Marketing, accounting, networking and ethical leadership are just a few of the core competencies you will gain as you work to earn your Bachelor of Science in Entrepreneurial Studies. With such a broad skillset, you will have many career options available to you. Because there are so many career options, it is important to learn more about jobs that may interest you and that are a good fit for your skillset.
Small Business Owner
Starting your own business is a natural course of action to take after earning a degree in entrepreneurship studies. Even if you do not start your company immediately after graduation, you may one day return to your entrepreneurial plans, perhaps after gaining work experience in management or marketing. Your new business could focus on anything. Build on what you already know and are passionate about to identify the type of company you are best suited to start. Remember that every successful small business owner takes the time to do extensive market research when making their business place. Start small and keep your overhead low to see if the interest in your services or products will be sufficient to sustain a growing company.
Journalists often specialize, and one of those specialties is business journalism. An entrepreneurship program is good preparation for reporters who cover financial activities and economics. Within this specialty, you could even develop a subspecialty, such as becoming an expert in the green energy industry or in socially-responsible companies. Business journalists may write for a major newspaper or magazine, but they can also be freelancers. Another career possibility with an entrepreneurship degree is to start your own business news website, which would certainly put your entrepreneurial skills to good use.
In an entrepreneurship degree program, one of the topics you will study is ethics and legal issues in business. If the concepts of strict liability, contract and tort law hook your attention, consider applying to law school after you earn your entrepreneurship degree. Lawyers come from every imaginable background, and business lawyers in particular are in high demand. As a business lawyer, some of your responsibilities would likely include:
- Advise on the formation of companies
- Provide guidance on converting the structure of companies
- Draft and review contracts
- Explain legal concepts to board members
- Navigate compliance codes
- Reduce the risk of liability
- Litigate disputes in court
Another job to consider after studying entrepreneurship studies is a corporate advocate. Corporate advocates, also known as business lobbyists, specialize in informing lawmakers and influencing legislation. Lobbyists work for all sorts of groups, including environmental advocates, public health entities, corporations and corporate associations. As a business lobbyist, you would be expected to know your organization’s policies and objectives inside and out. You would research all relevant laws and regulations, and then put your persuasive skills to use during meetings with legislators and political committees.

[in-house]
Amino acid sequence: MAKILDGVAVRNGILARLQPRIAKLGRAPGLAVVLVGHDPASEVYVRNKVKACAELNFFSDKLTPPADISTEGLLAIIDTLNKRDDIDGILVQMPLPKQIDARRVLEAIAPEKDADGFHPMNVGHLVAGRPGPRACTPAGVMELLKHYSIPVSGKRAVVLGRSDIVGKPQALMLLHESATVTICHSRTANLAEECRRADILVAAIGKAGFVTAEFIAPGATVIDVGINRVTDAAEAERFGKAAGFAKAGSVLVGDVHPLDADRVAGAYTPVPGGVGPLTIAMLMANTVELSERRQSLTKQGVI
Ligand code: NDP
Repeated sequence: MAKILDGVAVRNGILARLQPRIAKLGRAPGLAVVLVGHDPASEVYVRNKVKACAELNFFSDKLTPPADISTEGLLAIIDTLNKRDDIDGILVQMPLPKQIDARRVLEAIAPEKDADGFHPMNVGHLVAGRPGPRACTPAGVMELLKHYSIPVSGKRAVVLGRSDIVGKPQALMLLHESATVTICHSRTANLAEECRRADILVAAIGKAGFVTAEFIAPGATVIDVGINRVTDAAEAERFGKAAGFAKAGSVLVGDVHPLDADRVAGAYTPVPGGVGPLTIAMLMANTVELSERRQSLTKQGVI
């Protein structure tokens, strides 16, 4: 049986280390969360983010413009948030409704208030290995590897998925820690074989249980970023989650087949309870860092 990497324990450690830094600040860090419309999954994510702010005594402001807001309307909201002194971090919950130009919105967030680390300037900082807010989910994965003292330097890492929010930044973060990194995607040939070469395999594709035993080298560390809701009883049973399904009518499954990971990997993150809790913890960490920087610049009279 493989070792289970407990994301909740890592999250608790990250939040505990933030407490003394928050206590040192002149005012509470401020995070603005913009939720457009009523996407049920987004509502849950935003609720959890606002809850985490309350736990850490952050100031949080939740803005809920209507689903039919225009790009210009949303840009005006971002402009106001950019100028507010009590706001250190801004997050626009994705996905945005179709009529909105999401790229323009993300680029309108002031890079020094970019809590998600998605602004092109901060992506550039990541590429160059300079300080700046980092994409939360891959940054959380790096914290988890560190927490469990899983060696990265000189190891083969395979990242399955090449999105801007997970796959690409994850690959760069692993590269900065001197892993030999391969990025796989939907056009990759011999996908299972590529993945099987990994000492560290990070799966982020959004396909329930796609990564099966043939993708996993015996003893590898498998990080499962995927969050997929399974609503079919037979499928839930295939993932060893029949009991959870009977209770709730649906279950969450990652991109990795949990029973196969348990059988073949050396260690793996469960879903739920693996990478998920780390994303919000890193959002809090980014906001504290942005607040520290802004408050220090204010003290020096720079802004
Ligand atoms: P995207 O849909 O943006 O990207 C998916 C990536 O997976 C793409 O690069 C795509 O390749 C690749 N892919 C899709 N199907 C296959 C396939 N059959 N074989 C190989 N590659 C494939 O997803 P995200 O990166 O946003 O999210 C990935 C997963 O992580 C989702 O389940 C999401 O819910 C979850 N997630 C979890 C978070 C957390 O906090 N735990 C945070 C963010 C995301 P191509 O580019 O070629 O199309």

Becoming a consultant is another job to consider once you complete your entrepreneurship program. A consultant provides expert advice to a specific group of people. They pull from their experiences, industry knowledge and problem-solving skills to offer valuable advice to their clients. The overall goal of a consultant is to help someone get from point a to point b. This can typically be done through strategic advice, done-for-you services, one-time training or ongoing coaching. With that, in order to be a consultant, you will need to have significant knowledge in the area you’re working in, you will need to be good at advising others and also good at working with clients directly.
Servant leadership, ethics and entrepreneurism are the guiding principles at Grand Canyon University’s Colangelo College of Business. Apply to Grand Canyon University today to get started earning your Bachelor of Science in Entrepreneurial Studies, and you’ll receive the support you need within our dynamic learning community. Click on the Request More Information button to get started.
The views and opinions expressed in this article are those of the author’s and do not necessarily reflect the official policy or position of Grand Canyon University. Any sources cited were accurate as of the publish date.